Photo by Jean-François Bergeron/Enviro Foto/Tourisme Québec
Photo by Paul Hurteau & Claude Parent/Tourisme Québec
Foodies can forge a delicious trail through Québec’s bucolic Île d’Orléans.
Alongside fresh berries, homemade jams, maple syrup, wine, and cheeses, Québec’s Île d’Orléans serves up a side of nature and history.
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You bite into a juicy strawberry that might just be the best you’ve ever tasted. Juice dripping from your chin, you attempt to tell the farmer manning his roadside stand how content you are, but you speak no French and he, no English. So you nod enthusiastically and grunt with appreciation. You set off on your way, but not before stocking up on a container of ripe berries to go and some jam for good measure.
The setting is the Île d’Orléans, a bucolic island in Québec that’s roughly twice the size of Manhattan and situated just a 15-minute drive away from Québec City. Here, animals roam freely on pastoral farms, picnic-ready waterfront views await, and agriculture thrives year-round, supplying the restaurants of the province. Settled in the 16th century as one of the first colonies of what was then New France, the historic architecture of Île d’Orléans takes visitors back in time, while mom-and-pop operations prevail (there are no chain stores to see here).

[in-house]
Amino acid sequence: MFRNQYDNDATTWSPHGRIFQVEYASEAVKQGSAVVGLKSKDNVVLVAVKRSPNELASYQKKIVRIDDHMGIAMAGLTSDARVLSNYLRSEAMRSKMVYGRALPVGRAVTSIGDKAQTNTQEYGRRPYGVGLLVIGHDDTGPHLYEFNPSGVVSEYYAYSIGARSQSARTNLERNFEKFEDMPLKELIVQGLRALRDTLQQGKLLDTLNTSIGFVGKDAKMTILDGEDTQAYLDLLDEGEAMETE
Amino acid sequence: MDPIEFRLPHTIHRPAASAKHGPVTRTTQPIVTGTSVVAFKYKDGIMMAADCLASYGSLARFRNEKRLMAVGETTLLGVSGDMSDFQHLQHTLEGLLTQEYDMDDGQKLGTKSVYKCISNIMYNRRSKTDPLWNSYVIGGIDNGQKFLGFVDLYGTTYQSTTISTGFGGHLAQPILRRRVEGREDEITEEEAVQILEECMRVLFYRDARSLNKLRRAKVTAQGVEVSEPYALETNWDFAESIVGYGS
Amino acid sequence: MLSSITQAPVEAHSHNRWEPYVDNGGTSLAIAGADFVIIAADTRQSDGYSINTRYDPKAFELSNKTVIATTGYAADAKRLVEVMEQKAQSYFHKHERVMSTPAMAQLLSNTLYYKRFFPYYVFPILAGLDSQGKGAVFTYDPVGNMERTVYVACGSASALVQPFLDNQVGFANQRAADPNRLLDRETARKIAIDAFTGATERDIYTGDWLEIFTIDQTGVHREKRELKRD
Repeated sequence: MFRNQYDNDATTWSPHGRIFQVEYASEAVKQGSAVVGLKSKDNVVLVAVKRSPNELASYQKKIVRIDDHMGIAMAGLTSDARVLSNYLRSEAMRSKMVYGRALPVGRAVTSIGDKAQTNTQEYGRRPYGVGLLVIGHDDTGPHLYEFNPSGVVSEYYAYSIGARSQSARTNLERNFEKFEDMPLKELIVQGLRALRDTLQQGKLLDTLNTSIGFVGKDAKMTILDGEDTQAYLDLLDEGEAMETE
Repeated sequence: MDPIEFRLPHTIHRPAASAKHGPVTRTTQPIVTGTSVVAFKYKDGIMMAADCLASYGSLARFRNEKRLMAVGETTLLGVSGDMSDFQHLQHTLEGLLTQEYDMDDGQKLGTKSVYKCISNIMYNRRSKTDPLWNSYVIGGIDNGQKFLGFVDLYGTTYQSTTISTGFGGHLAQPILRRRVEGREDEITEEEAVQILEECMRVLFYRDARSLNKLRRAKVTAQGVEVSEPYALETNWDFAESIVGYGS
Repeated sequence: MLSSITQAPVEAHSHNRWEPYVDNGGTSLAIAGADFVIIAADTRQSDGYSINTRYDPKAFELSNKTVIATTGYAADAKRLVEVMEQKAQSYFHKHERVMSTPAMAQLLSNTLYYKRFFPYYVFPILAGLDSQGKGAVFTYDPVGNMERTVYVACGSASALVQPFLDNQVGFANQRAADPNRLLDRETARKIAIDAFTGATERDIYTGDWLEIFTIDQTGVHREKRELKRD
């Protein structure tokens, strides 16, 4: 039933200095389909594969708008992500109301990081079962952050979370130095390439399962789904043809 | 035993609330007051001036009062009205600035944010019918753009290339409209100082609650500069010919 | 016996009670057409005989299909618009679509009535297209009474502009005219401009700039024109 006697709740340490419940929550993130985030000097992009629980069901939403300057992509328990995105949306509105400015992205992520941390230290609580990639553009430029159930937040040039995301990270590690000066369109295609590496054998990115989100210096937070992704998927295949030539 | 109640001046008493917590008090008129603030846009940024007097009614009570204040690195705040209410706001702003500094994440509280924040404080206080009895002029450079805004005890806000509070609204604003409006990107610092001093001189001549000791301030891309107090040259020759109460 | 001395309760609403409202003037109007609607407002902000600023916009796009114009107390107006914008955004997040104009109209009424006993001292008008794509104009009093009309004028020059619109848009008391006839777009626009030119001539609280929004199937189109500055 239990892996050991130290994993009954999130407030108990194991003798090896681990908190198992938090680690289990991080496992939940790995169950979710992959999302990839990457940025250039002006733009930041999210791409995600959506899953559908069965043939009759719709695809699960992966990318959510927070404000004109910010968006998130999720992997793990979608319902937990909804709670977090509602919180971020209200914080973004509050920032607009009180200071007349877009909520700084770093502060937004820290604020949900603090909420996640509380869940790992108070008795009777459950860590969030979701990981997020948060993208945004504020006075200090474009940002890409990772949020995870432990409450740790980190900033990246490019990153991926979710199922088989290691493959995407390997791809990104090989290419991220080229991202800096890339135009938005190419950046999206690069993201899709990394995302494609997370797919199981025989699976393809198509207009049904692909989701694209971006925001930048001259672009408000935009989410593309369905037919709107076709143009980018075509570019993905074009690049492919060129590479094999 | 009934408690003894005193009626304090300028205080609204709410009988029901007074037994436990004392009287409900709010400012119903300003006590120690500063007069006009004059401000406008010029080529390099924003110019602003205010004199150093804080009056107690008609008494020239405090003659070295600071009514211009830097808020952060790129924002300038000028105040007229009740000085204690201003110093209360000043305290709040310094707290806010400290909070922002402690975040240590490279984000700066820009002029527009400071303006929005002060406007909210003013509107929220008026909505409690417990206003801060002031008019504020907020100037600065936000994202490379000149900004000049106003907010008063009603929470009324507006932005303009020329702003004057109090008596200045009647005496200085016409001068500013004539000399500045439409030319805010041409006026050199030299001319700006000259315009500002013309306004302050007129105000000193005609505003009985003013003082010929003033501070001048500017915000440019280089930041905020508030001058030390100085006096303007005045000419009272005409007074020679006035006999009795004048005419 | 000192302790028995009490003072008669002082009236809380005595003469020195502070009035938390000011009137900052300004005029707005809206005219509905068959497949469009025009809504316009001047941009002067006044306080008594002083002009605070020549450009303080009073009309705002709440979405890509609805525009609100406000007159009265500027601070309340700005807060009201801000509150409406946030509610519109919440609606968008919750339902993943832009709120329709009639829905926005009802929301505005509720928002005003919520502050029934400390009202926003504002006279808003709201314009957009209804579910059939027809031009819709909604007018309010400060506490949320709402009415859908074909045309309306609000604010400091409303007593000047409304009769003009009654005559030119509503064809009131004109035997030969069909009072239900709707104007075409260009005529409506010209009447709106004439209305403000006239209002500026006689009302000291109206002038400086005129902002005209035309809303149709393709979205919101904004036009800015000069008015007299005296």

A favorite of history buffs and nature lovers, the island beckons gourmands, too, sampling everything from Old World cheeses to crème de cassis to succulent fruits plucked straight from the source.
Here are eight stops to make when forging your own delicious food trail through Île d’Orléans.
One of the most relaxing ways to explore the Île d’Orléans? Through its vines and wines. Cultivated in Québec for centuries, the viticultural industry here has only really begun to gain traction in recent decades: There are more than 70 regional winemakers.
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At the Vignoble du Mitan, try varieties of red, whites, and rosés on its scenic terrace overlooking the St. Lawrence River and Laurentian Mountains. Or sample the offerings at the Vignoble Isle de Bacchus, which is also known for its ice wines. Black currant fans should seek out Cassis Monna & Filles, a family-owned operation producing crème de cassis, along with black currant wines and by-products like jams and syrups. Settle in at the restaurant, with its outdoor seating, where you won’t regret ordering the killer poutine. The traditional Québecois comfort dish of French fries, gravy, and cheese curds comes topped off here with duck confit and black currant wine sauce, too.